Group: Amelia Earhart landed on Pacific island and later died
The International Group for Historic Aircraft Recovery announced on Friday (June 1) that a series of radio signals that were initially disregarded were actually from Earhart's plane. According to the organization's website, the unanswered S.O.S. calls were "the smoking gun that was swept under the rug."
The group, a non-profit dedicated to aviation archaeology and historic aircraft preservation, believes that Earhart and Noonan - who were low on fuel - landed on the uninhabited Gardner Island, which is now known as Nikumaroro Island. They believe the two then attempted to survive on the remote area of the Pacific by eating fish and drinking rain water. As for the plane, the group believes it was ultimately washed out to sea.
"Amelia Earhart did not simply vanish on July 2, 1937," Richard Gillespie, executive director of TIGHAR, tells Discovery News. "Radio distress calls believed to have been sent from the missing plane dominated the headlines and drove much of the U.S. Coast Guard and Navy search."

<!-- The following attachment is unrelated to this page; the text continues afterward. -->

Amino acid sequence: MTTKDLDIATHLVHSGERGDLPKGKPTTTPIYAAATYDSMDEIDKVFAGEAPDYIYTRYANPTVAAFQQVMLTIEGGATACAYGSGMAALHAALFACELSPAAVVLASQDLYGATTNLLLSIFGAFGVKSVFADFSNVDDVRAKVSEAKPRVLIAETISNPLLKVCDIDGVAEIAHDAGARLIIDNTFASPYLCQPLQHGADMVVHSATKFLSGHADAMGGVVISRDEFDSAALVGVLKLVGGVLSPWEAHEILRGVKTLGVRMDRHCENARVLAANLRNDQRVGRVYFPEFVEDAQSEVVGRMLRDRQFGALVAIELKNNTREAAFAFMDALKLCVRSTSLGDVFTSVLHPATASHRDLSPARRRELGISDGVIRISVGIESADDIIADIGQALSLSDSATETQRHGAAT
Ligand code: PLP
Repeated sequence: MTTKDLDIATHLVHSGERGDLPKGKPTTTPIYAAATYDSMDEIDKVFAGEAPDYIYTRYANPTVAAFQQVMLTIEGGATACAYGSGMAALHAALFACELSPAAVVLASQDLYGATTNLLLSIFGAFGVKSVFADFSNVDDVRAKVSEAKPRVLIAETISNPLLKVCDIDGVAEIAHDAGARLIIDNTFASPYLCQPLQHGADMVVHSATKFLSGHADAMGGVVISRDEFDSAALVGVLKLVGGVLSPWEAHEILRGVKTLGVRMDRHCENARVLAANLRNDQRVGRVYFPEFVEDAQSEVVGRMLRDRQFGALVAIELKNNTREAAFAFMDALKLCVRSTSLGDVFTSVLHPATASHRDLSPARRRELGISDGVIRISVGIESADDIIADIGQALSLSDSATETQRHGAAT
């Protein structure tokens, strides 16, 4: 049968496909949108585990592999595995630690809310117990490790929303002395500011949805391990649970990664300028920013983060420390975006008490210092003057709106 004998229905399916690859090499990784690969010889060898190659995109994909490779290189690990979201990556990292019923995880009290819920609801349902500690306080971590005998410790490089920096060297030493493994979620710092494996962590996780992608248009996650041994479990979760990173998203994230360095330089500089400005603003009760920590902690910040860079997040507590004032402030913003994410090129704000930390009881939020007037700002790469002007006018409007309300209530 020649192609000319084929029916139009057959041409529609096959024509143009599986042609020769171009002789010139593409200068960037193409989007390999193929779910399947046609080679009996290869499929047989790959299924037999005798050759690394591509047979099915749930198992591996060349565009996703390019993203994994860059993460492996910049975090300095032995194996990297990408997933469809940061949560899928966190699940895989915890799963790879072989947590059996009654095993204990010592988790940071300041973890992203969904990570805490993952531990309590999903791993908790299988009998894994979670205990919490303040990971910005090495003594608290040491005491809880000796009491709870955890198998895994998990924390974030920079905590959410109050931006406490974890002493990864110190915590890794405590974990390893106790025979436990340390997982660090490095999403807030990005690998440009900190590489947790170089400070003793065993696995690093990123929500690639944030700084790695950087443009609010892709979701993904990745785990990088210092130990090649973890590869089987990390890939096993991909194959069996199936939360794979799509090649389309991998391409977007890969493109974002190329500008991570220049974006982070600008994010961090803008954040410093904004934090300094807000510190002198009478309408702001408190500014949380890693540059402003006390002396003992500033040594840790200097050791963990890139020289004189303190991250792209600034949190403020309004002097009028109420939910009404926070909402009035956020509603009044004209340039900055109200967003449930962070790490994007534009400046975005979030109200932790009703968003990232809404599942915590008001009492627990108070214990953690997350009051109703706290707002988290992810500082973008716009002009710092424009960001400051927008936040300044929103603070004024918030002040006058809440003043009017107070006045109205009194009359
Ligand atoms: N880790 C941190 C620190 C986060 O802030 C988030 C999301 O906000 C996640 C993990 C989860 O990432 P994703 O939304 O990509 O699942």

He adds that researchers efforts "suggest that the aircraft was on land and on its wheels for several days following the disappearance."
Supporting this theory are items of broken glass and other remnants found by future inhabitants of the island. They also discovered a collection of fish and animal bones as well as possible human bone fragments.
"Analyses of the artifacts, faunals and data collected during the expedition are on-going but, at this point, everything supports the hypothesis that the remains found at the site in 1940 were those of Amelia Earhart," according to TIGHAR.
The organization has an expedition scheduled for July to the area they believe Earhart and Noonan spent their remaining days.